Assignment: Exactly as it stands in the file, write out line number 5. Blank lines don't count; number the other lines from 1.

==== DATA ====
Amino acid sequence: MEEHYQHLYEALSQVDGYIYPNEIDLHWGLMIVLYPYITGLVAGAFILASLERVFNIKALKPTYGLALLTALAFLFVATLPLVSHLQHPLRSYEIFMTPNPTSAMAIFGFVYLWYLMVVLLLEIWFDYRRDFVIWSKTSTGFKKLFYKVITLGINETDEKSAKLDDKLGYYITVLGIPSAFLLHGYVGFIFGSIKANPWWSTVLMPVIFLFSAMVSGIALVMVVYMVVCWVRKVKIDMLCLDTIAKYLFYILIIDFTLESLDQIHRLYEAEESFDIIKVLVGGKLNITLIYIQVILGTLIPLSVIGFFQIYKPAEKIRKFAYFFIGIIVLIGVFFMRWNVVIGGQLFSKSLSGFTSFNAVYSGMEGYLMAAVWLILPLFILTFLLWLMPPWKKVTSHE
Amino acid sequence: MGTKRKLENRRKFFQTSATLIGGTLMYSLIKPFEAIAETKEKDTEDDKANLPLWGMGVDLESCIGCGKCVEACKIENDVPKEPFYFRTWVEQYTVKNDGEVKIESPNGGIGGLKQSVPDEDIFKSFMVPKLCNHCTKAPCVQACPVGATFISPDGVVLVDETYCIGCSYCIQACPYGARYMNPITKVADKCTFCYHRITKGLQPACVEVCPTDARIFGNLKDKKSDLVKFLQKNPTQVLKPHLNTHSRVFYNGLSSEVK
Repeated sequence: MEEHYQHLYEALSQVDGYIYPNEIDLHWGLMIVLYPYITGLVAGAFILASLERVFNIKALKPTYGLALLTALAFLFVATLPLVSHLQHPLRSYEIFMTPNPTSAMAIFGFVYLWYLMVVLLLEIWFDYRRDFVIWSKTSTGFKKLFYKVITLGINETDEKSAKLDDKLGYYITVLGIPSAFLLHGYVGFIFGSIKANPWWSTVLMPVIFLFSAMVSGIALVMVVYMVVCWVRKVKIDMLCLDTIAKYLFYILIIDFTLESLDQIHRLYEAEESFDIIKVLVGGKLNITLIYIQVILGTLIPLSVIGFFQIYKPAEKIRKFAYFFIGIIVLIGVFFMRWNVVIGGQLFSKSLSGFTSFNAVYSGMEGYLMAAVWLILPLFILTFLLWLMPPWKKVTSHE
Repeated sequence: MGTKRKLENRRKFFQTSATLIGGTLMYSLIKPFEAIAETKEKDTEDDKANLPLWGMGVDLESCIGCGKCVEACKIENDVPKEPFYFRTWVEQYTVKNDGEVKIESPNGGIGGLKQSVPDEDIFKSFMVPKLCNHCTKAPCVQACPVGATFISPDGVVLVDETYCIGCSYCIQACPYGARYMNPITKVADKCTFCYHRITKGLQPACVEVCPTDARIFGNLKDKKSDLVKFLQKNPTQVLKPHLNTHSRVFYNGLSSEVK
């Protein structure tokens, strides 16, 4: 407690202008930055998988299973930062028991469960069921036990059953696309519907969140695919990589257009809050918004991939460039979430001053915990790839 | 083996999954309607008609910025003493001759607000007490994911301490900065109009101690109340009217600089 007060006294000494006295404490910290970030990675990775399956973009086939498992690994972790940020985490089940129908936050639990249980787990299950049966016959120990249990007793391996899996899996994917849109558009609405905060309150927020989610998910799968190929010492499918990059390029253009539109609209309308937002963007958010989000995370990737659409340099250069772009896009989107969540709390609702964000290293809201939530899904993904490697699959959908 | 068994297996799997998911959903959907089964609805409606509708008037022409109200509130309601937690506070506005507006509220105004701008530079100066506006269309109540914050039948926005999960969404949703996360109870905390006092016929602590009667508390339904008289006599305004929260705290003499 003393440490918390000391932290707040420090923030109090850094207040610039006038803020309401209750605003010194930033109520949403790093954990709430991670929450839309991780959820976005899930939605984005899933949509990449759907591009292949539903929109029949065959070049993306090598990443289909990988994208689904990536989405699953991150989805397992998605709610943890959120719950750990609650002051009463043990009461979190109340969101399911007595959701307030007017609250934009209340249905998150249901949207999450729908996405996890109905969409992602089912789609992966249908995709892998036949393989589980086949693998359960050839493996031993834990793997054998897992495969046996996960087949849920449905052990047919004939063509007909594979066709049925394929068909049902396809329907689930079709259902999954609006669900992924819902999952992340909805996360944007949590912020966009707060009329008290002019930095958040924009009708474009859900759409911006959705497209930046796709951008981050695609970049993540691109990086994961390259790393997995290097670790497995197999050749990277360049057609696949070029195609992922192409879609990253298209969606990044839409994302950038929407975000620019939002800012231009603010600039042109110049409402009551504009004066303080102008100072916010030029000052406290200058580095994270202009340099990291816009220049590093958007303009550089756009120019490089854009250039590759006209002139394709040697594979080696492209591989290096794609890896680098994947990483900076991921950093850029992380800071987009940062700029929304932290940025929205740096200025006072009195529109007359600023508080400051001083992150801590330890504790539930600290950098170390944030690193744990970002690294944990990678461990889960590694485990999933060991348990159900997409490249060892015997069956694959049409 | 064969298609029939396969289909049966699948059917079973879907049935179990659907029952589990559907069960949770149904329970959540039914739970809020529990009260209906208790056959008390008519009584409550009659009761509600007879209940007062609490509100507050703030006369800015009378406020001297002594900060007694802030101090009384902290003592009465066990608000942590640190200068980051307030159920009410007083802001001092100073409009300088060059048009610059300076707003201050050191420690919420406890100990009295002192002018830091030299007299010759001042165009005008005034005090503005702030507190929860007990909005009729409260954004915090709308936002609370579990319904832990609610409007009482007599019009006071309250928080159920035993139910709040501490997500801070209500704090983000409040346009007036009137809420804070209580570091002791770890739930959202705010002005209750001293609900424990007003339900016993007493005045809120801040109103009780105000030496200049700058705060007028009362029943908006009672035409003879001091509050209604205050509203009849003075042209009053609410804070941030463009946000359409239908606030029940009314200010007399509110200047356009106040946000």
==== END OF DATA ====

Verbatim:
């Protein structure tokens, strides 16, 4: 407690202008930055998988299973930062028991469960069921036990059953696309519907969140695919990589257009809050918004991939460039979430001053915990790839 | 083996999954309607008609910025003493001759607000007490994911301490900065109009101690109340009217600089 007060006294000494006295404490910290970030990675990775399956973009086939498992690994972790940020985490089940129908936050639990249980787990299950049966016959120990249990007793391996899996899996994917849109558009609405905060309150927020989610998910799968190929010492499918990059390029253009539109609209309308937002963007958010989000995370990737659409340099250069772009896009989107969540709390609702964000290293809201939530899904993904490697699959959908 | 068994297996799997998911959903959907089964609805409606509708008037022409109200509130309601937690506070506005507006509220105004701008530079100066506006269309109540914050039948926005999960969404949703996360109870905390006092016929602590009667508390339904008289006599305004929260705290003499 003393440490918390000391932290707040420090923030109090850094207040610039006038803020309401209750605003010194930033109520949403790093954990709430991670929450839309991780959820976005899930939605984005899933949509990449759907591009292949539903929109029949065959070049993306090598990443289909990988994208689904990536989405699953991150989805397992998605709610943890959120719950750990609650002051009463043990009461979190109340969101399911007595959701307030007017609250934009209340249905998150249901949207999450729908996405996890109905969409992602089912789609992966249908995709892998036949393989589980086949693998359960050839493996031993834990793997054998897992495969046996996960087949849920449905052990047919004939063509007909594979066709049925394929068909049902396809329907689930079709259902999954609006669900992924819902999952992340909805996360944007949590912020966009707060009329008290002019930095958040924009009708474009859900759409911006959705497209930046796709951008981050695609970049993540691109990086994961390259790393997995290097670790497995197999050749990277360049057609696949070029195609992922192409879609990253298209969606990044839409994302950038929407975000620019939002800012231009603010600039042109110049409402009551504009004066303080102008100072916010030029000052406290200058580095994270202009340099990291816009220049590093958007303009550089756009120019490089854009250039590759006209002139394709040697594979080696492209591989290096794609890896680098994947990483900076991921950093850029992380800071987009940062700029929304932290940025929205740096200025006072009195529109007359600023508080400051001083992150801590330890504790539930600290950098170390944030690193744990970002690294944990990678461990889960590694485990999933060991348990159900997409490249060892015997069956694959049409 | 064969298609029939396969289909049966699948059917079973879907049935179990659907029952589990559907069960949770149904329970959540039914739970809020529990009260209906208790056959008390008519009584409550009659009761509600007879209940007062609490509100507050703030006369800015009378406020001297002594900060007694802030101090009384902290003592009465066990608000942590640190200068980051307030159920009410007083802001001092100073409009300088060059048009610059300076707003201050050191420690919420406890100990009295002192002018830091030299007299010759001042165009005008005034005090503005702030507190929860007990909005009729409260954004915090709308936002609370579990319904832990609610409007009482007599019009006071309250928080159920035993139910709040501490997500801070209500704090983000409040346009007036009137809420804070209580570091002791770890739930959202705010002005209750001293609900424990007003339900016993007493005045809120801040109103009780105000030496200049700058705060007028009362029943908006009672035409003879001091509050209604205050509203009849003075042209009053609410804070941030463009946000359409239908606030029940009314200010007399509110200047356009106040946000």